Masked gang kills civilians and feeds fears of a fascist Kiev

Locals in east Ukraine bewildered by surge in violence and proliferation of armed groups

Two men react after Ukrainian national guardsmen opened fire on a crowd outside a town hall in Krasnoarmeisk, about 30 km from the regional capital Donetsk during polling on Sunday.  Photograph: AP Photo/Manu Brabo

Two men react after Ukrainian national guardsmen opened fire on a crowd outside a town hall in Krasnoarmeisk, about 30 km from the regional capital Donetsk during polling on Sunday. Photograph: AP Photo/Manu Brabo


Pale sunlight leaks through the net curtains, washing over Grigory Klyobka’s steel-grey hair and the cigarette smoke that wreathes his tired face.

“No one knows who the hell all these people are,” says the chief police investigator of Krasnoarmeysk, a mining town in eastern Ukraine.

“They say they are from some militia, or a special unit, or the national guard. We try to find out who is who but no one tells us anything. It seems that, compared to what’s happening around the region, our problems mean nothing.”

The windows of his police station are covered with sandbags, and the door is reinforced with steel chains and heavy padlocks. His officers’ guns have been taken to a safer place, and armed men burst in and stole their bulletproof vests last week.

Outside the nearby town hall, people are laying flowers and candles for two locals shot dead there on Sunday, by an apparently different group of gunmen who introduced themselves as a special unit of government forces called “Dnepr”.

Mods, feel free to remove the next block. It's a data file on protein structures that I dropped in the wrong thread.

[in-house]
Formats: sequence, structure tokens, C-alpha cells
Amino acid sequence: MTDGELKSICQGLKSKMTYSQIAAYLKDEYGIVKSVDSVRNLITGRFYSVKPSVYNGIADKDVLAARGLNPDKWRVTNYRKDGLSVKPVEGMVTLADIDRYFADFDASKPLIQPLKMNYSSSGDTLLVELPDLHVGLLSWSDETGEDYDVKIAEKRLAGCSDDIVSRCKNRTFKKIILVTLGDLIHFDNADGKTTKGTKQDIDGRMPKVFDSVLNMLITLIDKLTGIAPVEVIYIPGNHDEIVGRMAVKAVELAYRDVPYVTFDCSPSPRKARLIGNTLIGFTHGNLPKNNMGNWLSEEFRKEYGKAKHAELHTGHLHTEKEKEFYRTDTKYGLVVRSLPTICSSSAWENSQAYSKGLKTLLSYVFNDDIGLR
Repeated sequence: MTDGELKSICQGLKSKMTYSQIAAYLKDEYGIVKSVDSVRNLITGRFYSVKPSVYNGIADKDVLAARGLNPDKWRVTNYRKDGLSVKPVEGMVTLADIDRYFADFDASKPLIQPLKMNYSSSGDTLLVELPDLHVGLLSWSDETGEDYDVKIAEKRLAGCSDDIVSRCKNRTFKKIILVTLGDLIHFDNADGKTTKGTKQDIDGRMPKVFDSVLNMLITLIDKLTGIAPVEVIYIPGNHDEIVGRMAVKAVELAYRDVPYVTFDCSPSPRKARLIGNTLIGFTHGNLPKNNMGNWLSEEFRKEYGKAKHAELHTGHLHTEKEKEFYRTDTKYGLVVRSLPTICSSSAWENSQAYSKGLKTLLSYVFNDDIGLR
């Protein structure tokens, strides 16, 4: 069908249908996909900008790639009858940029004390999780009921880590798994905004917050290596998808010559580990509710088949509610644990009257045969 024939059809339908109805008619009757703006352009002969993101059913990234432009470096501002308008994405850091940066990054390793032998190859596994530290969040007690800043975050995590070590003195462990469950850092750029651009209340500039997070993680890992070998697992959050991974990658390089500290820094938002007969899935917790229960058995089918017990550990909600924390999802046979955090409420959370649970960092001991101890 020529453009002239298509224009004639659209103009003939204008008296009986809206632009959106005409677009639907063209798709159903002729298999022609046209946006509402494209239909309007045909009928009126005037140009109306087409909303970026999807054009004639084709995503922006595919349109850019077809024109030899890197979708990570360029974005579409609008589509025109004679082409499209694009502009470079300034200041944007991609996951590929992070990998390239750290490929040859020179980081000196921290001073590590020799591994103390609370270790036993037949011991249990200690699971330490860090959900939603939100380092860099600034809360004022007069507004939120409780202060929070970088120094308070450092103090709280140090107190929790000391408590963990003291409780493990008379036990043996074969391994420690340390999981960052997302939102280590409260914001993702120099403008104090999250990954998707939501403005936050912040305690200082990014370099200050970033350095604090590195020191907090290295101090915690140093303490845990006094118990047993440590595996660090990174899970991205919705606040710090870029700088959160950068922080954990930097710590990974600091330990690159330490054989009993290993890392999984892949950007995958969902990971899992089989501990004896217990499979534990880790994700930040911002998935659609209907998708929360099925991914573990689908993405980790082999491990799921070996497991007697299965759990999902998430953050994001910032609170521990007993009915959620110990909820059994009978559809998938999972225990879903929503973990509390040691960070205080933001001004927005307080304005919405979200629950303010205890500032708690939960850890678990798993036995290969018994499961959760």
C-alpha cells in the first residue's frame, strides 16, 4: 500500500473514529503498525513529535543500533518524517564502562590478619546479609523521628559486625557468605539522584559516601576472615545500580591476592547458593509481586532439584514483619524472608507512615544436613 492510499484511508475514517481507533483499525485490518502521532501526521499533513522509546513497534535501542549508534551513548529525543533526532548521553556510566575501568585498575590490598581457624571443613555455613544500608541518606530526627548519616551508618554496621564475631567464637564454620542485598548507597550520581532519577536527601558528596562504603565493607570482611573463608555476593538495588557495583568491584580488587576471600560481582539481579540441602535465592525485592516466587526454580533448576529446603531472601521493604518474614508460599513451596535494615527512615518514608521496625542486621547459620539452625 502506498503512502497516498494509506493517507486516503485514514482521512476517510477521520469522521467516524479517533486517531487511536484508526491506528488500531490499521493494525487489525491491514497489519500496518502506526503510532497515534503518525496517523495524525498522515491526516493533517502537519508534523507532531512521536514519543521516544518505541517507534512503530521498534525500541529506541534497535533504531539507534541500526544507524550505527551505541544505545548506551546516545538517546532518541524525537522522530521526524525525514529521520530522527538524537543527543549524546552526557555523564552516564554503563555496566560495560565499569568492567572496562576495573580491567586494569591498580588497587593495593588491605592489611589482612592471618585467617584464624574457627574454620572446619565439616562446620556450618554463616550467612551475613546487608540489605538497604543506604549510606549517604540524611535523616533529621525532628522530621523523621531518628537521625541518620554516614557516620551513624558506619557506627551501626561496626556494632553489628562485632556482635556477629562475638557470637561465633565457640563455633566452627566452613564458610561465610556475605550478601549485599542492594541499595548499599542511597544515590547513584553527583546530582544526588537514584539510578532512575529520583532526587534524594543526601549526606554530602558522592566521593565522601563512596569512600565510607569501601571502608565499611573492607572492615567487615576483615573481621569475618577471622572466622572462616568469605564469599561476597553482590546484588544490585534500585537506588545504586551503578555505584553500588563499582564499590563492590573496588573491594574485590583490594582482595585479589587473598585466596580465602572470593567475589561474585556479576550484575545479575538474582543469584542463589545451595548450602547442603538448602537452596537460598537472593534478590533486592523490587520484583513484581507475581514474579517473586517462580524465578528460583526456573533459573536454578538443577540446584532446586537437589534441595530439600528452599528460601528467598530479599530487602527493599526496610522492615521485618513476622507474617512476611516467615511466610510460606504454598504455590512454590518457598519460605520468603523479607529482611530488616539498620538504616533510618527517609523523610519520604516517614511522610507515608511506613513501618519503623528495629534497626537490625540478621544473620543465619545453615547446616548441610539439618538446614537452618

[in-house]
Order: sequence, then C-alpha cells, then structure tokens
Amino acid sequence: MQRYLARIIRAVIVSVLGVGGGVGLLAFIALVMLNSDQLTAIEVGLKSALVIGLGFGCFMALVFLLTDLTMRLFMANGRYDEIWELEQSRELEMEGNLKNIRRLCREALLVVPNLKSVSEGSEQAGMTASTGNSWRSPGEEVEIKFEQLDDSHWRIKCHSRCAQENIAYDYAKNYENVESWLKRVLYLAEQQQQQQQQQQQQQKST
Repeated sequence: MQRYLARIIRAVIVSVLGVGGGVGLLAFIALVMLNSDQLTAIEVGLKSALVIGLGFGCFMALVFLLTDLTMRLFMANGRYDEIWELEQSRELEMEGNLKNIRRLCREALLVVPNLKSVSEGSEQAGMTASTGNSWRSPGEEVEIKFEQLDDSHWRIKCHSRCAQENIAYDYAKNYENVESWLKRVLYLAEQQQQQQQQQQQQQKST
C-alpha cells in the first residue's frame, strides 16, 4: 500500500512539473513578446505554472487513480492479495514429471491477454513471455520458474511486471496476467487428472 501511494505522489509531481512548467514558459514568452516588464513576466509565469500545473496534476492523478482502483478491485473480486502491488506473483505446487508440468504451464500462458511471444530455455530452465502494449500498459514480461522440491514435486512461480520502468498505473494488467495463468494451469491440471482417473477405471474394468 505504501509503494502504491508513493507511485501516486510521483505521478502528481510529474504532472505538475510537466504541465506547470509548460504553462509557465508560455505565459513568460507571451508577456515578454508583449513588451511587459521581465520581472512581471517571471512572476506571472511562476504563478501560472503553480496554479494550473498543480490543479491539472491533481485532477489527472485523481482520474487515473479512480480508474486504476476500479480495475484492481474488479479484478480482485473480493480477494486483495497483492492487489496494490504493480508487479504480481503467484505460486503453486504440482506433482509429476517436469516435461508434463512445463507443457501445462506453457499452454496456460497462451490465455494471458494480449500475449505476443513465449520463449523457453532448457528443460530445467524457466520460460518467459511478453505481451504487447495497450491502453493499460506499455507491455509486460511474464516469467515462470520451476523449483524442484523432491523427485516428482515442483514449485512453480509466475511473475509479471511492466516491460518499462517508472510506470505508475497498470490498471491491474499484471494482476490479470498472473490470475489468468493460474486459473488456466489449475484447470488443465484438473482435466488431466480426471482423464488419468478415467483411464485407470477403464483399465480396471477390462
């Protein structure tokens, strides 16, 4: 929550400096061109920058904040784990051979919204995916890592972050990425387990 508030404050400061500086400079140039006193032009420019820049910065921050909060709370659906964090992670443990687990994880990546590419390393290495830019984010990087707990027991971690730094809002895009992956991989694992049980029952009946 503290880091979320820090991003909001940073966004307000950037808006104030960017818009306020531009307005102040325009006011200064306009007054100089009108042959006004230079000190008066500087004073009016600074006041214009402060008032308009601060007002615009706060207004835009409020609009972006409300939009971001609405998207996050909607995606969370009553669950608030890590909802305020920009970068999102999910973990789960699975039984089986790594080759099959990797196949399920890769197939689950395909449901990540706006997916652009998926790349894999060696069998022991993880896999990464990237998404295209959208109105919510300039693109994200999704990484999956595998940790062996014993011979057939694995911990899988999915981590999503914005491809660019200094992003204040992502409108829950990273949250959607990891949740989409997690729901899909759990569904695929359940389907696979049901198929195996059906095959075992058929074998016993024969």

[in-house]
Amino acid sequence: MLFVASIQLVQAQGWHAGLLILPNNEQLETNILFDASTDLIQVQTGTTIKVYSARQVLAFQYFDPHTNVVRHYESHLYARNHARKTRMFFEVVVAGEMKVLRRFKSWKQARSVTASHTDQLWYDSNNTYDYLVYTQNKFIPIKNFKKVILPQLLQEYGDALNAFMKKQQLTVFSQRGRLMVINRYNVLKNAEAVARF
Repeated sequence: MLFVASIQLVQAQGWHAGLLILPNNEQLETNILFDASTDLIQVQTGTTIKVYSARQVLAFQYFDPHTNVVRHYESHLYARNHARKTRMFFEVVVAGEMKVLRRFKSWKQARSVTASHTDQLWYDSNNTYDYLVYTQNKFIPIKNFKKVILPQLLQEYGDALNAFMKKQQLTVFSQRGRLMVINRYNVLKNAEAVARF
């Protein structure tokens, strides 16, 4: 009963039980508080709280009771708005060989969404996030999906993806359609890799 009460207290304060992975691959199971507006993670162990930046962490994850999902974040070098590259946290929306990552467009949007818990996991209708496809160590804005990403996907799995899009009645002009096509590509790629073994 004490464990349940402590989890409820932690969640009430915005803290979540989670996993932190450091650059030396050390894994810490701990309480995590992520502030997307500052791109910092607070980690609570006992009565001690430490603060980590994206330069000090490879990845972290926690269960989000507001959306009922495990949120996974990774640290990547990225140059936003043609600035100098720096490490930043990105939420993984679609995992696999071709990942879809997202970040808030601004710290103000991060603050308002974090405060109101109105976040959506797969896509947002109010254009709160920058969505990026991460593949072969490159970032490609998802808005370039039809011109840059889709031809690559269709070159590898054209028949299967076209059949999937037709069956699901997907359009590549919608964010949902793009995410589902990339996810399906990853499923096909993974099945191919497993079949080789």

“They came here first, to the court building next door,” says Klyobka’s deputy, Mikhail Sizon.

“People gathered around, asking why they had come and telling them to go away. The gunmen fired warning shots in the air and then left for the town hall, which they said they had come to protect from separatists who planned to seize it.”

The gunmen arrived at the square as people were voting in a referendum organised by pro-Russian rebels, on whether the Donetsk region should leave Ukraine.

Separatists have occupied administration and police buildings across Donetsk and in the nearby city of Luhansk, as part of an insurgency that Ukraine and its allies believe is orchestrated by Russia.

“Again they said they were ‘Dnepr’, and again people massed around them, shouting and complaining. Some people were the worse for wear from drink, you know how it is,” says Sizon, his shoulders shrugging inside his grey leather jacket.

“Then there were gunshots. Did they shoot at people? Did warning shots ricochet and hit people? We don’t know, we’re waiting for a ballistics report. But one man was dead when he reached hospital and another died later. Another guy’s leg was smashed by a bullet and he’s having it amputated tomorrow.”

Several people filmed these moments on their phones and, though the pictures are shaky, the fear and fury of the crowd are palpable.

Random violence
Soon afterwards the gunmen jumped into vans and drove away, leaving another town in eastern Ukraine in mourning, shocked at an act of sudden, random violence, and a little further from the reach of an increasingly desperate Kiev.

Footage from Krasnoarmeysk raced around the internet, and confirmed the fears of many Russians and residents of mostly Russian-speaking eastern Ukraine, that Kiev has been taken over by fascists who will kill those who oppose them.